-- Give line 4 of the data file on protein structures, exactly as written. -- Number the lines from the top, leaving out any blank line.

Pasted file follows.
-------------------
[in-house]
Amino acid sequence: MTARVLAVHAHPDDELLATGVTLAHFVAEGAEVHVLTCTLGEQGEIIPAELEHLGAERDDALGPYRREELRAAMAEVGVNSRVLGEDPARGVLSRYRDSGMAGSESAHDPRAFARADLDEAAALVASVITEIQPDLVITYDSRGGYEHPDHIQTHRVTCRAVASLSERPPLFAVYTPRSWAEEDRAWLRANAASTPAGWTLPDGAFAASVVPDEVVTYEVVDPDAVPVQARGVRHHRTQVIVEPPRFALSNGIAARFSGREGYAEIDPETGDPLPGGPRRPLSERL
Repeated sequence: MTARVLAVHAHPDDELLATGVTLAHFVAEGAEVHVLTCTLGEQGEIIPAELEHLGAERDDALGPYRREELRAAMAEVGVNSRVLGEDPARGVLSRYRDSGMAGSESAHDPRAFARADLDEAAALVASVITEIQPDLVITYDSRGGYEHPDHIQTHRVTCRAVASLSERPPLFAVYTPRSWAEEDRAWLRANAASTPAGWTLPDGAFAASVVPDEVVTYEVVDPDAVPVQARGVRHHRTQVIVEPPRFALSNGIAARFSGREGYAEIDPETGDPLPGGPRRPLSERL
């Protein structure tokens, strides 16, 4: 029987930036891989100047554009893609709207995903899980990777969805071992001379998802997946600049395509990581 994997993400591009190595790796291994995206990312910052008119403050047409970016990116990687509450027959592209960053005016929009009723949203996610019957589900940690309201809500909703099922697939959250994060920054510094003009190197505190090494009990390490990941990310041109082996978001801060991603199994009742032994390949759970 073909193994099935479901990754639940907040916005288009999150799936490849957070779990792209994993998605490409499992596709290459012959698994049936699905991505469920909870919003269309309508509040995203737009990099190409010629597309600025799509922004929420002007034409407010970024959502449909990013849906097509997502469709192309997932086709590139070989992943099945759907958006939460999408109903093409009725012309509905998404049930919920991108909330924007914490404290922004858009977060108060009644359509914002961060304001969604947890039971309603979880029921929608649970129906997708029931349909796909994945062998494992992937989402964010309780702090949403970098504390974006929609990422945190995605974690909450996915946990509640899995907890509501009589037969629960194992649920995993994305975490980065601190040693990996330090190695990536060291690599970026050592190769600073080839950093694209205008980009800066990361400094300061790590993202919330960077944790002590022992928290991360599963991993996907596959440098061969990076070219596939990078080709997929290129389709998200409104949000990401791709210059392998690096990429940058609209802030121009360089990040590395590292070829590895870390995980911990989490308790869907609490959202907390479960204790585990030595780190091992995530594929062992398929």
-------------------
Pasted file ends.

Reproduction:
């Protein structure tokens, strides 16, 4: 029987930036891989100047554009893609709207995903899980990777969805071992001379998802997946600049395509990581 994997993400591009190595790796291994995206990312910052008119403050047409970016990116990687509450027959592209960053005016929009009723949203996610019957589900940690309201809500909703099922697939959250994060920054510094003009190197505190090494009990390490990941990310041109082996978001801060991603199994009742032994390949759970 073909193994099935479901990754639940907040916005288009999150799936490849957070779990792209994993998605490409499992596709290459012959698994049936699905991505469920909870919003269309309508509040995203737009990099190409010629597309600025799509922004929420002007034409407010970024959502449909990013849906097509997502469709192309997932086709590139070989992943099945759907958006939460999408109903093409009725012309509905998404049930919920991108909330924007914490404290922004858009977060108060009644359509914002961060304001969604947890039971309603979880029921929608649970129906997708029931349909796909994945062998494992992937989402964010309780702090949403970098504390974006929609990422945190995605974690909450996915946990509640899995907890509501009589037969629960194992649920995993994305975490980065601190040693990996330090190695990536060291690599970026050592190769600073080839950093694209205008980009800066990361400094300061790590993202919330960077944790002590022992928290991360599963991993996907596959440098061969990076070219596939990078080709997929290129389709998200409104949000990401791709210059392998690096990429940058609209802030121009360089990040590395590292070829590895870390995980911990989490308790869907609490959202907390479960204790585990030595780190091992995530594929062992398929």